Dulles Airport was the last stop on our flight and we were in and out of the airport and the surrounding area in a heartbeat. We didn’t have the luxury of pausing to soak up a little local culture because we were on our way to a Mother’s Day dinner in a distant corner of the Washington Metropolitan Area. But a quick look at a few internet sources made it clear that the music of the area consisted of more than the bleating, whining, and lying sounds of politicians. Today, the area is known for its hardcore punk, Bluegrass, and varieties of hip hop. At one time, however, in the distant past, the area was noted for the marches of John Philip Sousa and, later, swing bands such as Duke Ellington’s and vocalists like Roberta Flack. D.C. also has a plethora of symphonic venues, which, along with Bluegrass, seem to have an elitist tinge to them. We are, after all, surrounded by the most powerful individuals in the world. Dress and decorum must be maintained at all times, or at least shed only for the lying times when politicians return to their home music zones for the express purpose of pretending to be members of the lower economic classes just like everyone else. Washington, D.C. is, if nothing else, home to the highest per capita population of deceiving liars in the universe. Can we expect them to be honest about their musical preferences?

Of course, there are more Music Areas than I have talked about in this post. There is the Tejano sound of the Southwest, the nasal sounds of Appalachia, the soothing sounds of Montana cowboys crooning to their cows, and the Southern blues sounds of the Mississippi Delta. For a more complete treatment of Music Areas, see Wikipedia.

Perhaps you’ve noticed that I use “Music Area” and “Music Zone” interchangeably. I have no other reason for this idiosyncratic preference but  to avoid using the word “Area” too often. It just doesn’t sound right to say “The San Francisco Bay Area Music Area.”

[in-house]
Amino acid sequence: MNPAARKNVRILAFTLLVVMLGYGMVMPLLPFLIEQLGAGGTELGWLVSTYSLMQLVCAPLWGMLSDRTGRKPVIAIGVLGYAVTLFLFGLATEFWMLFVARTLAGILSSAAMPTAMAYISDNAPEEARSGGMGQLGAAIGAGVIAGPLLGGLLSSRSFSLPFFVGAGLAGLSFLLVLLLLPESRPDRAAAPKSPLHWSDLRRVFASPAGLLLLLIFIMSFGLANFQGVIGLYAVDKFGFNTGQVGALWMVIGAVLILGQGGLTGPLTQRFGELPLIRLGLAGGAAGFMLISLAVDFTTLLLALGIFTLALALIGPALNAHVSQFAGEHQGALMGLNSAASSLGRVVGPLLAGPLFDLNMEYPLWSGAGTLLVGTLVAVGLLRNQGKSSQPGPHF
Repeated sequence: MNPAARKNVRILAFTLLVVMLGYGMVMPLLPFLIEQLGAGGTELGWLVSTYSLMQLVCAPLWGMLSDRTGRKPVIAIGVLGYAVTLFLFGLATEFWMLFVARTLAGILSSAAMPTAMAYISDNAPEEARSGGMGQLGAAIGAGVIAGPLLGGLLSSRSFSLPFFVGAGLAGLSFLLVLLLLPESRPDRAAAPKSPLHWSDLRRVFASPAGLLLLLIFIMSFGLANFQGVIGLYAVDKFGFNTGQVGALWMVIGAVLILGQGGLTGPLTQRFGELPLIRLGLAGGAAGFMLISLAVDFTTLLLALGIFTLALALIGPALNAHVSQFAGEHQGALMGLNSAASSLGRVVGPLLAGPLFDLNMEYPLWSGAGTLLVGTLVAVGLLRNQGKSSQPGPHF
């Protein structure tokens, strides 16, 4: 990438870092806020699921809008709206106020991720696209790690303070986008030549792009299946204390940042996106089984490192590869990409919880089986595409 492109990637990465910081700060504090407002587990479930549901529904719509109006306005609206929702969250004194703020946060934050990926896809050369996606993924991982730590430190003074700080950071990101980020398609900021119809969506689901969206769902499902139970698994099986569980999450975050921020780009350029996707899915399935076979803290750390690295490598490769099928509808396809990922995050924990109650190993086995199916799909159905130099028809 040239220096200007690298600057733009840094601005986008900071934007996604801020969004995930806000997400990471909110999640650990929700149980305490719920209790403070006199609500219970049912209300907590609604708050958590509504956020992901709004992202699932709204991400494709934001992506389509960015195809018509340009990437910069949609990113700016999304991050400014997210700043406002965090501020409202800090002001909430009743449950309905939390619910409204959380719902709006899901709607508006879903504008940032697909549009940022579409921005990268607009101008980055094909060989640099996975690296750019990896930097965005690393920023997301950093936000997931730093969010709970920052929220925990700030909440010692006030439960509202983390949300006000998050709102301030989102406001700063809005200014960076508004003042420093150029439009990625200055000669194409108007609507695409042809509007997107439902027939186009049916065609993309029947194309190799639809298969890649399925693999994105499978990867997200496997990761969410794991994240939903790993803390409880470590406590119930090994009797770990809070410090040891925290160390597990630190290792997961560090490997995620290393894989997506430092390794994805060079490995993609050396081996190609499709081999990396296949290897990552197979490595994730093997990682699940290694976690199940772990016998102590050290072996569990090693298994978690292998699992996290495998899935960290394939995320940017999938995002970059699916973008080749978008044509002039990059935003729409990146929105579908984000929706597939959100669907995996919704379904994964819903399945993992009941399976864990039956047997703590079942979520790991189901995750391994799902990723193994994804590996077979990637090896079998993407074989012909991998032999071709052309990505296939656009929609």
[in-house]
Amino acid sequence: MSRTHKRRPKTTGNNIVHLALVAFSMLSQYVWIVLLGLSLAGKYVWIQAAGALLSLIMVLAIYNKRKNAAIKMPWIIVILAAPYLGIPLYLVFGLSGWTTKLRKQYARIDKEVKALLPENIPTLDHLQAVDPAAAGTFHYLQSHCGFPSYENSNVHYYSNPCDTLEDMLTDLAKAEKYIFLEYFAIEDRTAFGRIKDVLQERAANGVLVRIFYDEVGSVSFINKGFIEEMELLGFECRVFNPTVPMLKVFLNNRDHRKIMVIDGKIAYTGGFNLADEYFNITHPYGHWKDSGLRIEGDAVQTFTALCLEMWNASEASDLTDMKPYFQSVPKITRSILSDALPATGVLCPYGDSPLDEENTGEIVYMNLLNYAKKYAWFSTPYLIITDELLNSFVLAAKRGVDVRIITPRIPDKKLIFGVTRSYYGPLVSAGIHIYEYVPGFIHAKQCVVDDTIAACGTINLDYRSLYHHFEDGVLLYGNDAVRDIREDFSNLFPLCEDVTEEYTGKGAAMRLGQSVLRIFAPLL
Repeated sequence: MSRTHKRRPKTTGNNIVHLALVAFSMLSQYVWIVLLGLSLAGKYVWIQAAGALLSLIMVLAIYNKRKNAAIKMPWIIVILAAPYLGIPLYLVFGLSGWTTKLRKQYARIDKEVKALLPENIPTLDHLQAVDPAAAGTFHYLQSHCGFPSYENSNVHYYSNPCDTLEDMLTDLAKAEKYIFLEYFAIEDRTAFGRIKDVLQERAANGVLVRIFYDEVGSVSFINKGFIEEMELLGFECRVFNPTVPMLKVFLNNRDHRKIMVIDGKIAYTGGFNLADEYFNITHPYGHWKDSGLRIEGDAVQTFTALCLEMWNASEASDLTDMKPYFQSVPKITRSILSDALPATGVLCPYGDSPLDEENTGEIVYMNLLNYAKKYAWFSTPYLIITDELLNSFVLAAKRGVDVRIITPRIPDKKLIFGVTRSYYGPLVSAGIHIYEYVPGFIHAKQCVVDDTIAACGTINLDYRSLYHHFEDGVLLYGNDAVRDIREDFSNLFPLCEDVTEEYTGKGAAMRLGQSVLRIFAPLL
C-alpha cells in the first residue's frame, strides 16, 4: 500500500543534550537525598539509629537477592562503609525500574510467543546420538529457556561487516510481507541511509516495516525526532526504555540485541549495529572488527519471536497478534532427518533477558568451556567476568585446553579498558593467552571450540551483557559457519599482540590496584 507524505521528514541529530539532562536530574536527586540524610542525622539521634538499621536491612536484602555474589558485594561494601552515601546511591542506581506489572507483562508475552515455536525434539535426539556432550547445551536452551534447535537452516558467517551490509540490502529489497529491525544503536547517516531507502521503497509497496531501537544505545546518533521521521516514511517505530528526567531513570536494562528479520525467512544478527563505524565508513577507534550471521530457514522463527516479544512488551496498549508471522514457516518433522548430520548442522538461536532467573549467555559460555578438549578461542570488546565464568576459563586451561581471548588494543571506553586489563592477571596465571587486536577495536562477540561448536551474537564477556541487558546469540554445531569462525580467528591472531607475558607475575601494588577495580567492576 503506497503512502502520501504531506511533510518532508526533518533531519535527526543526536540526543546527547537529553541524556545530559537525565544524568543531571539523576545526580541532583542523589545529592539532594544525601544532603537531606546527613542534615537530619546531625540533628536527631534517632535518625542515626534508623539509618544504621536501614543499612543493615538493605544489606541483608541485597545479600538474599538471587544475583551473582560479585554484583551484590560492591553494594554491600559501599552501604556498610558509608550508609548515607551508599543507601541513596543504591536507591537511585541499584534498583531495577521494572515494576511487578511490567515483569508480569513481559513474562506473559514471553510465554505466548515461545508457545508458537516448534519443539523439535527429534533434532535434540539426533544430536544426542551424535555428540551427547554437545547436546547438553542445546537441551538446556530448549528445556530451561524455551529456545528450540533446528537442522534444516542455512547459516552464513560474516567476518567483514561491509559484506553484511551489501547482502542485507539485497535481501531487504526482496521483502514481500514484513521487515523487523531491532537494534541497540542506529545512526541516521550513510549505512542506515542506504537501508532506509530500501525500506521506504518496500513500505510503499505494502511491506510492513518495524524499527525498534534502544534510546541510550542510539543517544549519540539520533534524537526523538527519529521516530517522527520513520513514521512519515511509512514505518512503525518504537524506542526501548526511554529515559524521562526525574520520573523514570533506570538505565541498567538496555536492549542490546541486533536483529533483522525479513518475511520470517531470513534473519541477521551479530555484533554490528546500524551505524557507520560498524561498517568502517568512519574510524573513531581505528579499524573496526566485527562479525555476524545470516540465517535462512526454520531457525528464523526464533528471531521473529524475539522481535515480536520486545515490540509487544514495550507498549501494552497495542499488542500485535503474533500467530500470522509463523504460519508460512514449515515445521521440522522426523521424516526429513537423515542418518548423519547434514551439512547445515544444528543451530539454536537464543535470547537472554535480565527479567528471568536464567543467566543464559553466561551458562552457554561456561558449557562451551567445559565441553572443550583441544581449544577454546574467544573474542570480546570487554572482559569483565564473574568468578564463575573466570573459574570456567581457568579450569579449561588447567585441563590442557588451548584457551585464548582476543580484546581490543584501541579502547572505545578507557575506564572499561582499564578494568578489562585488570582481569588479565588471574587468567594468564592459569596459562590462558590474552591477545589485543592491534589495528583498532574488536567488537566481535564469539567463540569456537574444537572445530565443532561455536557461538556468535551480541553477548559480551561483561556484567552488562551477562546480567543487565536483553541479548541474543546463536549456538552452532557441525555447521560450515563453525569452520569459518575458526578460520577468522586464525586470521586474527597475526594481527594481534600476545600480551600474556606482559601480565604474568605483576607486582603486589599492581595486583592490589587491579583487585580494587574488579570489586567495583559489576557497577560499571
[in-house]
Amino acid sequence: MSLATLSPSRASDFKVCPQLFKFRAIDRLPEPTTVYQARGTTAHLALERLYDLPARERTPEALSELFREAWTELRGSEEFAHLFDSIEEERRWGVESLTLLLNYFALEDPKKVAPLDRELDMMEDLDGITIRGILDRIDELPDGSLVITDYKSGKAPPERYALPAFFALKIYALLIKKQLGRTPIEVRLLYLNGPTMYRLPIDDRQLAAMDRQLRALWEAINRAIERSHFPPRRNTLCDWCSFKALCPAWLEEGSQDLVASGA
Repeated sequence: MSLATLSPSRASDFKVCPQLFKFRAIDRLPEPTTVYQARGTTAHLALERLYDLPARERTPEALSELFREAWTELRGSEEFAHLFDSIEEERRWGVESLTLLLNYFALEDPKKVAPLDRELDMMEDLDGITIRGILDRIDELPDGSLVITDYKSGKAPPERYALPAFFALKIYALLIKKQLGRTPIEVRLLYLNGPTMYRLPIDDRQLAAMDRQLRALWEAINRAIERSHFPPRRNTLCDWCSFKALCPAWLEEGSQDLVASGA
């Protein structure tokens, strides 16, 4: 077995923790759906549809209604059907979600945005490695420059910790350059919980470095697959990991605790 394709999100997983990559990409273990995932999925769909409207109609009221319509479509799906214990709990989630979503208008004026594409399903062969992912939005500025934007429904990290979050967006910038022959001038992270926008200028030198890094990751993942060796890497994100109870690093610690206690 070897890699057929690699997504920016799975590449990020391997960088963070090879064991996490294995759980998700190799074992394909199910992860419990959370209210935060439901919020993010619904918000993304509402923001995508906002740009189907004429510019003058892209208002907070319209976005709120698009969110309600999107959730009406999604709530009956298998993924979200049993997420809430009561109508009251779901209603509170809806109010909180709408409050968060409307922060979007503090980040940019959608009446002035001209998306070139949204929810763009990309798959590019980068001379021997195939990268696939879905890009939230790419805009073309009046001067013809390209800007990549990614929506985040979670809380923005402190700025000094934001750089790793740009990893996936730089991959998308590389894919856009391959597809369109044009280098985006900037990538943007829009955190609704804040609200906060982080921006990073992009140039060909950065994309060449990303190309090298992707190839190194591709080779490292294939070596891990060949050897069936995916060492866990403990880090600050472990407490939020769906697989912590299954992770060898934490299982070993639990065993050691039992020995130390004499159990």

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After a rocky start in Honolulu and a missed flight in San Francisco, we arrived at Dulles International Airport about 8:30 a.m. on Sunday morning, Mothers Day.

This was my first experience with the Dulles airport. I was quite surprised at the size of it. From our terminal, we caught a huge, wheeled tram that looked like something out of a sci movie. Here’s a picture of one that I located on Flickr.

Although I ran across a number of uncomplimentary comments about Dulles and its trams on the internet, I personally found the tram quite comfortable, mainly because it was almost empty. I have a hunch the airport would have been bursting at the seams on any weekday and travelers would have been packed into the trams like kipper snacks.

To a Dulles novice like me, finding the baggage claim area from the point where our tram docked at the main terminal  would have been like finding my way through one of those mysterious mazes that appear overnight in corn fields. Alone, I could easily have wandered endlessly through the maze that is Dulles.

But fortunately, my traveling companion knew the airport inside out.  With me trailing, we walked briskly to the baggage claim area where we collected our bags and then caught a car rental bus to an off-airport location. Once we were on the road, I relaxed, knowing we would arrive at our final destination in about an hour and a half.

Our route took us North of Washington D.C. on a section of the Beltway that eventually intersected U.S. 50 East. This is one of the oldest federal highways in the nation. Its Eastern terminus is in Ocean City, Maryland while the Western end of the route is in Sacramento CA where the old stretch between Sacramento and San Francisco has been replaced by the Interstate Highway System. At one time U.S. 50 was a part of the Lincoln Highway which terminated at the Palace of the Legion of Honor in Lincoln Park San Francisco.

Back in the day, I traveled U.S. 50 from Kansas City to Oakland and back via car or a Greyhound Bus. But today, we were headed East on 50’s modern, four-lane divided highway to Annapolis for a short rest and a Mother’s Day dinner at a fantastic Italian restaurant on Annapolis’s main street. I had the good fortune to sit facing a large window with a good view of the never ending stream of pedestrians. They were a diverse lot, probably tourists like me for the most part.